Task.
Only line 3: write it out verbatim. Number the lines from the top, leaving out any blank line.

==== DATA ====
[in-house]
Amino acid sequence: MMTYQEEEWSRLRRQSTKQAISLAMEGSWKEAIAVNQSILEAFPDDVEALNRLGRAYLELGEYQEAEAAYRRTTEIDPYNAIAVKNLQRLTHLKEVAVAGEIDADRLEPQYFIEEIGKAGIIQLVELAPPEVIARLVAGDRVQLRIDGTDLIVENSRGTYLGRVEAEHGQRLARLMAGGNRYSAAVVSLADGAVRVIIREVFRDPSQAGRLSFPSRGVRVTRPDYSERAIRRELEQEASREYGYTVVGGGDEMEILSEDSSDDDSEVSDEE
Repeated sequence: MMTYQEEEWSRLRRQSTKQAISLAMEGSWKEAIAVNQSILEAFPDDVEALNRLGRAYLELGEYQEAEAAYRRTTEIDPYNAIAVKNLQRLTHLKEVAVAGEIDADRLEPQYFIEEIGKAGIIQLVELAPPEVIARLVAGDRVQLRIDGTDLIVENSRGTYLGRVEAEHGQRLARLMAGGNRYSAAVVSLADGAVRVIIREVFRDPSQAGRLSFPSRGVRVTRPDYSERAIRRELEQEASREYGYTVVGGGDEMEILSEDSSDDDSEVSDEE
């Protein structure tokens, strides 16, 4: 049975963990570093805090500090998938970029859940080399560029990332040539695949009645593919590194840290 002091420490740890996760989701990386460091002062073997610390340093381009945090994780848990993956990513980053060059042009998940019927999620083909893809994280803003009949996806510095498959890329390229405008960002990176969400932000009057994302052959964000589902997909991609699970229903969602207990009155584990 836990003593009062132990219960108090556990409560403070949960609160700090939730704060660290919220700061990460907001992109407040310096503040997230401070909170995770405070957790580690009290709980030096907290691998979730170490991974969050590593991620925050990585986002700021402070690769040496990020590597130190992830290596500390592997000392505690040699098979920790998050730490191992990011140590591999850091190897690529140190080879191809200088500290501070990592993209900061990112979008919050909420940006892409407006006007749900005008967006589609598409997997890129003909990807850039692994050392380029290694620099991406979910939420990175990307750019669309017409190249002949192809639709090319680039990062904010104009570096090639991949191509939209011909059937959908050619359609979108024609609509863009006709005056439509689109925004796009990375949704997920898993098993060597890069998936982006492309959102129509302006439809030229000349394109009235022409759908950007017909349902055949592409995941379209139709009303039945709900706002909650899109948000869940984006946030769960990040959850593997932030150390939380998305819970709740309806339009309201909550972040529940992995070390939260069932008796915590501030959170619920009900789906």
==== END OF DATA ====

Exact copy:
Repeated sequence: MMTYQEEEWSRLRRQSTKQAISLAMEGSWKEAIAVNQSILEAFPDDVEALNRLGRAYLELGEYQEAEAAYRRTTEIDPYNAIAVKNLQRLTHLKEVAVAGEIDADRLEPQYFIEEIGKAGIIQLVELAPPEVIARLVAGDRVQLRIDGTDLIVENSRGTYLGRVEAEHGQRLARLMAGGNRYSAAVVSLADGAVRVIIREVFRDPSQAGRLSFPSRGVRVTRPDYSERAIRRELEQEASREYGYTVVGGGDEMEILSEDSSDDDSEVSDEE